Using self-determination theory to examine musical participation and well-being

Krause, Amanda E., North, Adrian C., and Davidson, Jane W. (2019) Using self-determination theory to examine musical participation and well-being. Frontiers in Psychology, 10. 405.

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Abstract

A recent surge of research has begun to examine music participation and well-being; however, a particular challenge with this work concerns theorizing around the associated well-being benefits of musical participation. Thus, the current research used Self-Determination Theory to consider the potential associations between basic psychological needs (competence, relatedness, and autonomy), self-determined autonomous motivation, and the perceived benefits to well-being controlling for demographic variables and the musical activity parameters. A sample of 192 Australian residents (17–85, Mage = 36.95), who were currently participating in a musical activity at the time, completed an online questionnaire. Results indicated that females were more likely to perceive benefits to their well-being; and that how important an individual considers music in their life was positively related to perceived well-being. Importantly, the analyses also revealed that the basic needs of competency and relatedness were related to overall perceived well-being as well as specifically social, cognitive, and esteem dimensions of well-being. Autonomous motivation demonstrated significant associations with both an overall well-being score as well as four of five specific well-being subscales measured. Collectively, the findings indicate that Self-Determination Theory offers a useful theoretical framework to understanding the relationship between musical participation and well-being. Further, the pattern of findings reiterates the positive associations between musical participation and one’s psychosocial well-being, with broad implications for people involved in the facilitation of musical activity.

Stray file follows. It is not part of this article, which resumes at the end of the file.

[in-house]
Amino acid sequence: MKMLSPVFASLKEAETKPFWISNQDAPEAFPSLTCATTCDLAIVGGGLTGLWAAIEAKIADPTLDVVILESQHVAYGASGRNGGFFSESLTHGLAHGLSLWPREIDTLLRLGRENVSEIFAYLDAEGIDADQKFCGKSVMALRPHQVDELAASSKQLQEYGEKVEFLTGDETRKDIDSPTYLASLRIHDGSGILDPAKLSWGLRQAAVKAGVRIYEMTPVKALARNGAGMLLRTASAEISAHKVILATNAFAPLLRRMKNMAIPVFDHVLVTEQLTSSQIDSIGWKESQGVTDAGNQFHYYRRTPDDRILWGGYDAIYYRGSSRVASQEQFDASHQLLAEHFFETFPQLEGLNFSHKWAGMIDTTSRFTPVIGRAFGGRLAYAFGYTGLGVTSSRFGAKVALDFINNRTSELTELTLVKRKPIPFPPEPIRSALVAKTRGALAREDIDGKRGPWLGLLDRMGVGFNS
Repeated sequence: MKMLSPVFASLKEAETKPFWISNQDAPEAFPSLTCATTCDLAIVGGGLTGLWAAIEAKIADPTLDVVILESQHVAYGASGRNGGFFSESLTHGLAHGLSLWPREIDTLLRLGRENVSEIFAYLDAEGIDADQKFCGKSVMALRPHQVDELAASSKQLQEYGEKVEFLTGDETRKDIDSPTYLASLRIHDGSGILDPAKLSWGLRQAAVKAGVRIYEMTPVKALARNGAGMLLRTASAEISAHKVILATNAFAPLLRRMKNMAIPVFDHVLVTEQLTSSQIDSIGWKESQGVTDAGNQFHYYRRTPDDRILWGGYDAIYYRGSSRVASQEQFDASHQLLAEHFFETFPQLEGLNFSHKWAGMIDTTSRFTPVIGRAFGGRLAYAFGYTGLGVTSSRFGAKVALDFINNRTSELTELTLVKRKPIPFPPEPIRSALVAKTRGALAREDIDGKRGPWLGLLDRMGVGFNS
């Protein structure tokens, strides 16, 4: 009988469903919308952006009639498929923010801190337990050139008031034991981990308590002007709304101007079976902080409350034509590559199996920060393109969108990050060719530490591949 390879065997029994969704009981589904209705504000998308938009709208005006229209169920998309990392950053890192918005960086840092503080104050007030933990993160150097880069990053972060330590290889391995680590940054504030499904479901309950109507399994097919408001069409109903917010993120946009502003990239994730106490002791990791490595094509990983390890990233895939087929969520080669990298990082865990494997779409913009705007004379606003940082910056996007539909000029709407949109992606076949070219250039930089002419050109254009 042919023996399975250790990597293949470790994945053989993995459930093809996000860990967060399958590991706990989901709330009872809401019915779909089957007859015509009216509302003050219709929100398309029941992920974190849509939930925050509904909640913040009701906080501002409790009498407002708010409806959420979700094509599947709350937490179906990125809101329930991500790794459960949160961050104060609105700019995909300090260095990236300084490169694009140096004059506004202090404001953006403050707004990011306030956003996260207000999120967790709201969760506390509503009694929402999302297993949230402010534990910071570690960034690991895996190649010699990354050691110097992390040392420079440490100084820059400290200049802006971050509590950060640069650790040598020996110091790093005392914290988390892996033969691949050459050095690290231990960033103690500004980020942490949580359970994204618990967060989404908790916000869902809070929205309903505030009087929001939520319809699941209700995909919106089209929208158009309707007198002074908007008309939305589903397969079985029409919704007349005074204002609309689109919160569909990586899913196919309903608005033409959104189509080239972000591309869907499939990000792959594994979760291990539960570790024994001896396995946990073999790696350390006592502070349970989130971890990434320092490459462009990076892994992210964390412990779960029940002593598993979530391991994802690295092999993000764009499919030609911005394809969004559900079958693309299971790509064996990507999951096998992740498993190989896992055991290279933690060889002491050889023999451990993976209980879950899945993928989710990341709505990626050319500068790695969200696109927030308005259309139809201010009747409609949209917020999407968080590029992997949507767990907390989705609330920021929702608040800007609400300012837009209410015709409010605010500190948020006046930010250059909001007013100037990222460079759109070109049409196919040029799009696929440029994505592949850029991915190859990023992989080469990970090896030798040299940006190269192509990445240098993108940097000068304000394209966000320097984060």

Item ID: 62730
Item Type: Article (Research - C1)
ISSN: 1664-1078
Keywords: musical participation, well-being, Self-Determination Theory, psychological needs, autonomous motivation
Copyright Information: Copyright © 2019 Krause, North and Davidson. This is an open-access article distributed under the terms of the Creative Commons Attribution License (CC BY). The use, distribution or reproduction in other forums is permitted, provided the original author(s) and the copyright owner(s) are credited and that the original publication in this journal is cited, in accordance with accepted academic practice. No use, distribution or reproduction is permitted which does not comply with these terms.
Funders: Australian Research Council (ARC)
Projects and Grants: ARC Discovery Project, DP 140102679
Date Deposited: 07 May 2020 02:29
FoR Codes: 17 PSYCHOLOGY AND COGNITIVE SCIENCES > 1701 Psychology > 170109 Personality, Abilities and Assessment @ 50%
19 STUDIES IN CREATIVE ARTS AND WRITING > 1904 Performing Arts and Creative Writing > 190409 Musicology and Ethnomusicology @ 50%
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